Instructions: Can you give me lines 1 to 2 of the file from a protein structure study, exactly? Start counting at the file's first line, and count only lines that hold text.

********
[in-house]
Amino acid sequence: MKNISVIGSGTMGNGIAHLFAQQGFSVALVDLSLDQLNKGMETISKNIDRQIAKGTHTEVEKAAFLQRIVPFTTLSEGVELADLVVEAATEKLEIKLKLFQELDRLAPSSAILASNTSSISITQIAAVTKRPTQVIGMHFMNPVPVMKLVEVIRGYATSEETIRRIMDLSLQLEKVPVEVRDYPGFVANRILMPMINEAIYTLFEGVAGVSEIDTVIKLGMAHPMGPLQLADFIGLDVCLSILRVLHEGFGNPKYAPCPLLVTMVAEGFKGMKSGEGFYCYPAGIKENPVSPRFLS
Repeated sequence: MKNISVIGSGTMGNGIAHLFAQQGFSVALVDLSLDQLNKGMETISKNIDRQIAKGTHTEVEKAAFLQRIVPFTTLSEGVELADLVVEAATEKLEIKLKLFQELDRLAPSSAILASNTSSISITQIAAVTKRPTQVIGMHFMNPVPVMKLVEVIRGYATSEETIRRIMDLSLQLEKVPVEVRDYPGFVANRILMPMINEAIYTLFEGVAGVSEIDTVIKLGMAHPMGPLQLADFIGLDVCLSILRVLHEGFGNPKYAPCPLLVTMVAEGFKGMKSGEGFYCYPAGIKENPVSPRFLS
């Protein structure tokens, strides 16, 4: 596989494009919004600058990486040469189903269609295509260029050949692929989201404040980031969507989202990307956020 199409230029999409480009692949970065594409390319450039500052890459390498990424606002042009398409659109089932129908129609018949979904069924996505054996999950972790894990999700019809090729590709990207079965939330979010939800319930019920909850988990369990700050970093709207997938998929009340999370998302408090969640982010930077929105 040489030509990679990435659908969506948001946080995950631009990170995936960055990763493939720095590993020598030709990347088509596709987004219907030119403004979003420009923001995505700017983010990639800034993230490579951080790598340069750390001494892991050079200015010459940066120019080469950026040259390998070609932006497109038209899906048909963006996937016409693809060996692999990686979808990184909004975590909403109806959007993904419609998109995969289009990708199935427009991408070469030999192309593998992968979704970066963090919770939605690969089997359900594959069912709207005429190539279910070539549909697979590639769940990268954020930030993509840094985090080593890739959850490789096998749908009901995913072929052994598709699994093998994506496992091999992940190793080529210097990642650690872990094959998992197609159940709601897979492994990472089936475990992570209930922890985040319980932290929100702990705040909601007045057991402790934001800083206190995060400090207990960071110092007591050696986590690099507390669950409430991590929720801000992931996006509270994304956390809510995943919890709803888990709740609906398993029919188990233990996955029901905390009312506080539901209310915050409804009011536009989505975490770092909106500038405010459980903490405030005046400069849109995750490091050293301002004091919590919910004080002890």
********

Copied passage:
[in-house]
Amino acid sequence: MKNISVIGSGTMGNGIAHLFAQQGFSVALVDLSLDQLNKGMETISKNIDRQIAKGTHTEVEKAAFLQRIVPFTTLSEGVELADLVVEAATEKLEIKLKLFQELDRLAPSSAILASNTSSISITQIAAVTKRPTQVIGMHFMNPVPVMKLVEVIRGYATSEETIRRIMDLSLQLEKVPVEVRDYPGFVANRILMPMINEAIYTLFEGVAGVSEIDTVIKLGMAHPMGPLQLADFIGLDVCLSILRVLHEGFGNPKYAPCPLLVTMVAEGFKGMKSGEGFYCYPAGIKENPVSPRFLS